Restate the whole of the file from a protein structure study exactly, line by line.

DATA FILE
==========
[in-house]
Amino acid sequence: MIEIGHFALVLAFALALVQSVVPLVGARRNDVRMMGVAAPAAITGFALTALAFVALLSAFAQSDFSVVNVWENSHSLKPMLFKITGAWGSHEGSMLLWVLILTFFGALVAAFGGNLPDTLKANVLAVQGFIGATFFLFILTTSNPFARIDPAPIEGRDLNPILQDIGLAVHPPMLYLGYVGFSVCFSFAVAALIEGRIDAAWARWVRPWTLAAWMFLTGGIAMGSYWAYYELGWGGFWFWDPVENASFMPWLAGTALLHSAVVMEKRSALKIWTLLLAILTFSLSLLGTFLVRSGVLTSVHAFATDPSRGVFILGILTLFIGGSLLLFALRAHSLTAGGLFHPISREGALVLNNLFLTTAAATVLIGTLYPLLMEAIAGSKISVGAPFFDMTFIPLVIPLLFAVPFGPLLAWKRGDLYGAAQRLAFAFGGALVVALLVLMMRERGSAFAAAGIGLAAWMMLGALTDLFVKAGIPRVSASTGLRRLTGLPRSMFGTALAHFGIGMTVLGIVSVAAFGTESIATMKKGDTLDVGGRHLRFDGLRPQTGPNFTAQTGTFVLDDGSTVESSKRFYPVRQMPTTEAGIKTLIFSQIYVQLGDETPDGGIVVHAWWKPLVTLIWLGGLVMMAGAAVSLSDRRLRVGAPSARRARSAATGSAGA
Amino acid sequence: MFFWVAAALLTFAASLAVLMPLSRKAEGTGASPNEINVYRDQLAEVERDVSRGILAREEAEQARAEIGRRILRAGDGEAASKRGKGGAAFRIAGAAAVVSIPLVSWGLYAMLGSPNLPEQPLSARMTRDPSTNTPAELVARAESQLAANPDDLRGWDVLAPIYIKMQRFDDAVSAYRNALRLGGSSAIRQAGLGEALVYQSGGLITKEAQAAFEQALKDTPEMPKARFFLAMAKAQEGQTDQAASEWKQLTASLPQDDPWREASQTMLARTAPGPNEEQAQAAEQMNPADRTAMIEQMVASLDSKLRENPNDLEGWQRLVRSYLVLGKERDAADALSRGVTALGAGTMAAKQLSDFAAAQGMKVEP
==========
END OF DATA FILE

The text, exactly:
[in-house]
Amino acid sequence: MIEIGHFALVLAFALALVQSVVPLVGARRNDVRMMGVAAPAAITGFALTALAFVALLSAFAQSDFSVVNVWENSHSLKPMLFKITGAWGSHEGSMLLWVLILTFFGALVAAFGGNLPDTLKANVLAVQGFIGATFFLFILTTSNPFARIDPAPIEGRDLNPILQDIGLAVHPPMLYLGYVGFSVCFSFAVAALIEGRIDAAWARWVRPWTLAAWMFLTGGIAMGSYWAYYELGWGGFWFWDPVENASFMPWLAGTALLHSAVVMEKRSALKIWTLLLAILTFSLSLLGTFLVRSGVLTSVHAFATDPSRGVFILGILTLFIGGSLLLFALRAHSLTAGGLFHPISREGALVLNNLFLTTAAATVLIGTLYPLLMEAIAGSKISVGAPFFDMTFIPLVIPLLFAVPFGPLLAWKRGDLYGAAQRLAFAFGGALVVALLVLMMRERGSAFAAAGIGLAAWMMLGALTDLFVKAGIPRVSASTGLRRLTGLPRSMFGTALAHFGIGMTVLGIVSVAAFGTESIATMKKGDTLDVGGRHLRFDGLRPQTGPNFTAQTGTFVLDDGSTVESSKRFYPVRQMPTTEAGIKTLIFSQIYVQLGDETPDGGIVVHAWWKPLVTLIWLGGLVMMAGAAVSLSDRRLRVGAPSARRARSAATGSAGA
Amino acid sequence: MFFWVAAALLTFAASLAVLMPLSRKAEGTGASPNEINVYRDQLAEVERDVSRGILAREEAEQARAEIGRRILRAGDGEAASKRGKGGAAFRIAGAAAVVSIPLVSWGLYAMLGSPNLPEQPLSARMTRDPSTNTPAELVARAESQLAANPDDLRGWDVLAPIYIKMQRFDDAVSAYRNALRLGGSSAIRQAGLGEALVYQSGGLITKEAQAAFEQALKDTPEMPKARFFLAMAKAQEGQTDQAASEWKQLTASLPQDDPWREASQTMLARTAPGPNEEQAQAAEQMNPADRTAMIEQMVASLDSKLRENPNDLEGWQRLVRSYLVLGKERDAADALSRGVTALGAGTMAAKQLSDFAAAQGMKVEP